If the UK press has a Thomas Friedman, it’s Jonathan Freedland of the Guardian. Freedland’s chief role has been to dissipate British readers’ rightful anger about the Israeli occupation, and the UK’s role in sanctioning it, and reinforce the sanctity of the state’s Jewishness.
He uses various techniques: he blows up out of all proportion the strength of the Israeli left; he plays up Israel’s democratic pretensions; he warns endlessly of the dangers of anti-Semitism, implicitly highlighting the need for Israel as a safe haven; and he tries to deflect critics’ attention from Israel by, for example, accusing them of a double standard over Darfur, Syria or any other conflict du jour.
Freedland always sounds terribly reasonable, even when he’s being misleading. He also invariably makes some good points along the way. His latest article is better than most. But old habits die hard. His assessment of the coming election is that it will be clarifying in the way it polarises the choices before the Israeli (read: Israeli Jewish) voters:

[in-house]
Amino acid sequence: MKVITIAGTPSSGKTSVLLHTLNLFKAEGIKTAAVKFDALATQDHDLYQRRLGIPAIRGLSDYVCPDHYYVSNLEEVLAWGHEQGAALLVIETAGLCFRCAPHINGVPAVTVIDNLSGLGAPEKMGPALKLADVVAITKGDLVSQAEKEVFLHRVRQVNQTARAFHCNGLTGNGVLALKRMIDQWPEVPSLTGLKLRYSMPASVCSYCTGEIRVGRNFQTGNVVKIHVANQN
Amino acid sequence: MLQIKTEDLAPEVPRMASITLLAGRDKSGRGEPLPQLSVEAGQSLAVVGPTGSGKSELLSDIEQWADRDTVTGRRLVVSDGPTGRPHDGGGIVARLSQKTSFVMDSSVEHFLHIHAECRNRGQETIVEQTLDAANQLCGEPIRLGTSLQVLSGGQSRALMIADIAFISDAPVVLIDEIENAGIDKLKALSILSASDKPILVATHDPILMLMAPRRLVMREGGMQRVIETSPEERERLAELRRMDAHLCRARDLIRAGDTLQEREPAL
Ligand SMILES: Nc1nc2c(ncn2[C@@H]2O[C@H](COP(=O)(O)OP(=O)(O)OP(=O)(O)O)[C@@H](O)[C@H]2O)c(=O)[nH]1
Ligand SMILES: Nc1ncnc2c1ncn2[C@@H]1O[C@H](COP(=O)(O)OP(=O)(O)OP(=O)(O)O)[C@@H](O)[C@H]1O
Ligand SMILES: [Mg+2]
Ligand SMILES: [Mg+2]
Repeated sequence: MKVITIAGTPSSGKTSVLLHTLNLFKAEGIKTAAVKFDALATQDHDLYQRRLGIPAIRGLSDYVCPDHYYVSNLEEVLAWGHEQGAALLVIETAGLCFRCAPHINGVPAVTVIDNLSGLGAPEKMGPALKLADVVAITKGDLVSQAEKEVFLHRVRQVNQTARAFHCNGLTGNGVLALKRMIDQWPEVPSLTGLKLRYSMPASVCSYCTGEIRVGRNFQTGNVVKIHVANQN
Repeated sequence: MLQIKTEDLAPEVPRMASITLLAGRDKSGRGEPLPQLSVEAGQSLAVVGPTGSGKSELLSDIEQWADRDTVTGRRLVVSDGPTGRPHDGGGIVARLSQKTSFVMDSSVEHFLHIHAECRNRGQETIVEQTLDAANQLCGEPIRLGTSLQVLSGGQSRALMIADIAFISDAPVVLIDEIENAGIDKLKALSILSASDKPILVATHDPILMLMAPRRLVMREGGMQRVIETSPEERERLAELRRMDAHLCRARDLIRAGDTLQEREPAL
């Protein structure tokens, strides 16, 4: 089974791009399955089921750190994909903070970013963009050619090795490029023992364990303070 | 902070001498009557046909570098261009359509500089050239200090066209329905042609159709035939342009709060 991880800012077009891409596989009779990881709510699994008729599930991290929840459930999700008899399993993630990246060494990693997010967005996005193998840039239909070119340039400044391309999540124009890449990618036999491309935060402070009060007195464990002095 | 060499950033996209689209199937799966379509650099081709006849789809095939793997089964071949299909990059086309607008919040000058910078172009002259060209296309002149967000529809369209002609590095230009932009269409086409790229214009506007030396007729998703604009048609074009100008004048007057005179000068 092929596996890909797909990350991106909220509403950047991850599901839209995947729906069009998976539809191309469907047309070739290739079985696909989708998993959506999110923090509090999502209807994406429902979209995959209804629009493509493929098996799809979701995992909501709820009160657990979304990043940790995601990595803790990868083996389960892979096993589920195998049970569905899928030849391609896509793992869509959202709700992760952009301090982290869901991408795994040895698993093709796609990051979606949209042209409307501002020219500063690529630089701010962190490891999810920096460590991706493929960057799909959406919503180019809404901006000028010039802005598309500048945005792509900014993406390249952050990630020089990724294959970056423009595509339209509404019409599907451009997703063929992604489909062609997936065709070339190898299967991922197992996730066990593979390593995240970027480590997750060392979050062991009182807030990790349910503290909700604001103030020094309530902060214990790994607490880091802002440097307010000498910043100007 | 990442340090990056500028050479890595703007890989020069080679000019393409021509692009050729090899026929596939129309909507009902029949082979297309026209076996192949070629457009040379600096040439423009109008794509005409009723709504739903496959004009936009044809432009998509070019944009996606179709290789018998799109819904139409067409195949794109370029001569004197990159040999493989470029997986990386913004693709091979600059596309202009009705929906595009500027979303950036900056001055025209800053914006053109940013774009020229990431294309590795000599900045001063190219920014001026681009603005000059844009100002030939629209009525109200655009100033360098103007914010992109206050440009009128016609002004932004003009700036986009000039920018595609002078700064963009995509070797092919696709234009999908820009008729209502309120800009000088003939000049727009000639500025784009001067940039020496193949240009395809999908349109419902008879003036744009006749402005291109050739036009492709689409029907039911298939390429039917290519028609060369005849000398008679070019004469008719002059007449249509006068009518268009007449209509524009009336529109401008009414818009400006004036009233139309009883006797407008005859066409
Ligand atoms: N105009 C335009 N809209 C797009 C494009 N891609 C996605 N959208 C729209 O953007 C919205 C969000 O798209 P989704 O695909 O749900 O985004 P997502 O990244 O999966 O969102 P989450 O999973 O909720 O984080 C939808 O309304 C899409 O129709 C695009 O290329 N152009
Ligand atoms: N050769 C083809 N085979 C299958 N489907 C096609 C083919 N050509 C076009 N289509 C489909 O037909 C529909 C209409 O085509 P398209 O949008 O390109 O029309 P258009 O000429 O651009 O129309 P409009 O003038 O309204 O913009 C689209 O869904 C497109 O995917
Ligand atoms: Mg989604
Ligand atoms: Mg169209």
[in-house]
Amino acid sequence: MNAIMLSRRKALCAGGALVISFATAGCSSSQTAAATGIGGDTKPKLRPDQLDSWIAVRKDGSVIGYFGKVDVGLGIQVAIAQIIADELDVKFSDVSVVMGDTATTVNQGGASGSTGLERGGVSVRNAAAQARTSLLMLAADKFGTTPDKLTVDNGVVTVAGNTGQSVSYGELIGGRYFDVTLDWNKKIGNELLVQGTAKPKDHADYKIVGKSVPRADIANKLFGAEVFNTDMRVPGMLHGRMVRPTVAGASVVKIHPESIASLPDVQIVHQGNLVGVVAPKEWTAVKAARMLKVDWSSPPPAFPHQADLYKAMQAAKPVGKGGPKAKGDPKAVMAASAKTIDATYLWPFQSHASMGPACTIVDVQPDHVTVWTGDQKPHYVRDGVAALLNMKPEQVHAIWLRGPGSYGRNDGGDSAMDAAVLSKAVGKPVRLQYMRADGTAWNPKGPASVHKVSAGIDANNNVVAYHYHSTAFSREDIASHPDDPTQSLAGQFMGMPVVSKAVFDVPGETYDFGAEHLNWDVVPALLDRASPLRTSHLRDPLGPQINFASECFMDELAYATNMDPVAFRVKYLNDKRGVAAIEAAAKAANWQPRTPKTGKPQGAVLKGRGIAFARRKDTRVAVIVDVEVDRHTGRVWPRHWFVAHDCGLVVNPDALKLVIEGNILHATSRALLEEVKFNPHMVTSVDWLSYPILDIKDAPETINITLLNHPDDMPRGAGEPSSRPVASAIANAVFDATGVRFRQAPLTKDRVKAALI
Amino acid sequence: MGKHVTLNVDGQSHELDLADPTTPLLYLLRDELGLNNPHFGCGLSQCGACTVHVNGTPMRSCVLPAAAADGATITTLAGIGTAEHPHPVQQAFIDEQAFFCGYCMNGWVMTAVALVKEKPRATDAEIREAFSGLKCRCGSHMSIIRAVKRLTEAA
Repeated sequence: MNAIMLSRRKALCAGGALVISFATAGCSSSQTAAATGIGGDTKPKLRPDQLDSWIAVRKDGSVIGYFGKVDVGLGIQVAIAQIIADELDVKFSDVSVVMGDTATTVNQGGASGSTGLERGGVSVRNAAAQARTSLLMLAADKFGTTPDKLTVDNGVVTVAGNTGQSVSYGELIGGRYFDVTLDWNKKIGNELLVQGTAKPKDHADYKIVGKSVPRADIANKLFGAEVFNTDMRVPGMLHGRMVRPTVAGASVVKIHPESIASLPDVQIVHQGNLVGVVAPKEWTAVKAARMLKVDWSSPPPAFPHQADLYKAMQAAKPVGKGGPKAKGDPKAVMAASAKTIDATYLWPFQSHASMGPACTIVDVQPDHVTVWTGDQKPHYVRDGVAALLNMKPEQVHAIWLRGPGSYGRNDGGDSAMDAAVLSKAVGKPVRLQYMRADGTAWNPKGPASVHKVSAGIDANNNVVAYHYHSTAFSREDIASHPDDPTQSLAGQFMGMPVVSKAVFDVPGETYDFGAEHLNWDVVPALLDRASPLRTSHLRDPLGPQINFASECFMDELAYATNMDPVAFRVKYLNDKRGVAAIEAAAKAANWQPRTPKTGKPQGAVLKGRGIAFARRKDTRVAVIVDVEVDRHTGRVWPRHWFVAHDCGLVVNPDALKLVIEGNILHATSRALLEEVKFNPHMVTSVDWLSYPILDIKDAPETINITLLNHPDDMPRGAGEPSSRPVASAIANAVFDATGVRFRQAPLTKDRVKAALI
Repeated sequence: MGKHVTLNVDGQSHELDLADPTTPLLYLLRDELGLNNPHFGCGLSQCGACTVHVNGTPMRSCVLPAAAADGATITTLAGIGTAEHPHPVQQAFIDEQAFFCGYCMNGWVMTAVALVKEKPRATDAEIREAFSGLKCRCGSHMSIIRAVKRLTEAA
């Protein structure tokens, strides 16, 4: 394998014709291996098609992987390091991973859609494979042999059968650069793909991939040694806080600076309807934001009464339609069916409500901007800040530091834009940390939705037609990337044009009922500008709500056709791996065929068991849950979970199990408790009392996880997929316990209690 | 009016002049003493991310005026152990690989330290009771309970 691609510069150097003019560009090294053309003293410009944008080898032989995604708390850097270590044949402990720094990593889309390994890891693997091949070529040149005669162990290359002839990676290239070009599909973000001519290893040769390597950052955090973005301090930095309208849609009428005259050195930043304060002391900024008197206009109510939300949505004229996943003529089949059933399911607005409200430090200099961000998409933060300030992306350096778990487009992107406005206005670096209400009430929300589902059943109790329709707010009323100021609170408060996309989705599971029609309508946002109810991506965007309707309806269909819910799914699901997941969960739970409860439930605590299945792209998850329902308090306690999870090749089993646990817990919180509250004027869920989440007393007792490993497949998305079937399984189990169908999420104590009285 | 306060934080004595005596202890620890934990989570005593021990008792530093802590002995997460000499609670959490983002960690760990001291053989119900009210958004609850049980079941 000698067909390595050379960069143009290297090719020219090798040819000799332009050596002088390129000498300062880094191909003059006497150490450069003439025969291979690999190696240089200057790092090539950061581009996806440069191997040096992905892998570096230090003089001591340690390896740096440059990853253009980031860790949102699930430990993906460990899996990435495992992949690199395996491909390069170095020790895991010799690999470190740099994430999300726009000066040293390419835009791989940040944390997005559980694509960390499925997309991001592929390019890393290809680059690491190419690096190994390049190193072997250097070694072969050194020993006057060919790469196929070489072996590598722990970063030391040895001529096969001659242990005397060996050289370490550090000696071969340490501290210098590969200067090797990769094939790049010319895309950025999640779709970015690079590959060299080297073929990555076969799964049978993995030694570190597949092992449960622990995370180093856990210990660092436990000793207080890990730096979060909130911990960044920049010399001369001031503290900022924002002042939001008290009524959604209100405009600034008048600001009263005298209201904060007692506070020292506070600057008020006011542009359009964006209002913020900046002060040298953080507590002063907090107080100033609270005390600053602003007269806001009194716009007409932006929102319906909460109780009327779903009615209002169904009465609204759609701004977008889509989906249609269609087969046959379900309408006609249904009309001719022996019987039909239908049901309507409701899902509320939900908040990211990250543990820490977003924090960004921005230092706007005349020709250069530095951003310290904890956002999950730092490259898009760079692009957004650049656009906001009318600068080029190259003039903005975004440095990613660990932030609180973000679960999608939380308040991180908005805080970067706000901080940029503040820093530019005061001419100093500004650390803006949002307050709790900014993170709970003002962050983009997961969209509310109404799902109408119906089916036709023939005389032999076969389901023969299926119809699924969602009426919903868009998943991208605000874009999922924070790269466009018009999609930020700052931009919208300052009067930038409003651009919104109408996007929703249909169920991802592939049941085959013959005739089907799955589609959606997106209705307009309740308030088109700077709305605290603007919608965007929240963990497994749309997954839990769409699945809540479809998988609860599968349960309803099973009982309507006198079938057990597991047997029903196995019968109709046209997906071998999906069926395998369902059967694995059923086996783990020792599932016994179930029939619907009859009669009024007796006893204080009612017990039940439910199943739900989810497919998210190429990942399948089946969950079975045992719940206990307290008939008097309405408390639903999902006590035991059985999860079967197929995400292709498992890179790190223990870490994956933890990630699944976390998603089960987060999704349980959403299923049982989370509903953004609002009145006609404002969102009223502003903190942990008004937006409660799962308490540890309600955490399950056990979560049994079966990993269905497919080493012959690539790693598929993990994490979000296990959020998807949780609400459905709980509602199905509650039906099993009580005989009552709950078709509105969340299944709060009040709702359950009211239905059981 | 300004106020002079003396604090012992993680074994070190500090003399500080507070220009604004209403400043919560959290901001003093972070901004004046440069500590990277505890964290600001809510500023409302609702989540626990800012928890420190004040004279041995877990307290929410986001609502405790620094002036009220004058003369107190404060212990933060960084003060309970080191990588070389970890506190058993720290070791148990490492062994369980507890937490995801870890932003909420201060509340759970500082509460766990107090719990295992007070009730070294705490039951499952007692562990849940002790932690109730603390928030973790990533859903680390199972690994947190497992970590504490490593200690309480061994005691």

The right will be exposed, the moderate fig-leaves of the past stripped away. Meanwhile, the centre-left will include a greater number of robust liberals and genuine democrats, the ex-Likudniks of the now-defunct Kadima party having mostly departed. Instead of clustering around an artificial middle ground, Israeli politics will present a clear left-right choice.
So now Netanyahu-lite ex-TV star Yair Lapid, ex-Likudnik Tzipi Livni, and Shelley Yacimovich, the Labor leader who refuses to mention the P-word, are the components of a true left. Left, my foot!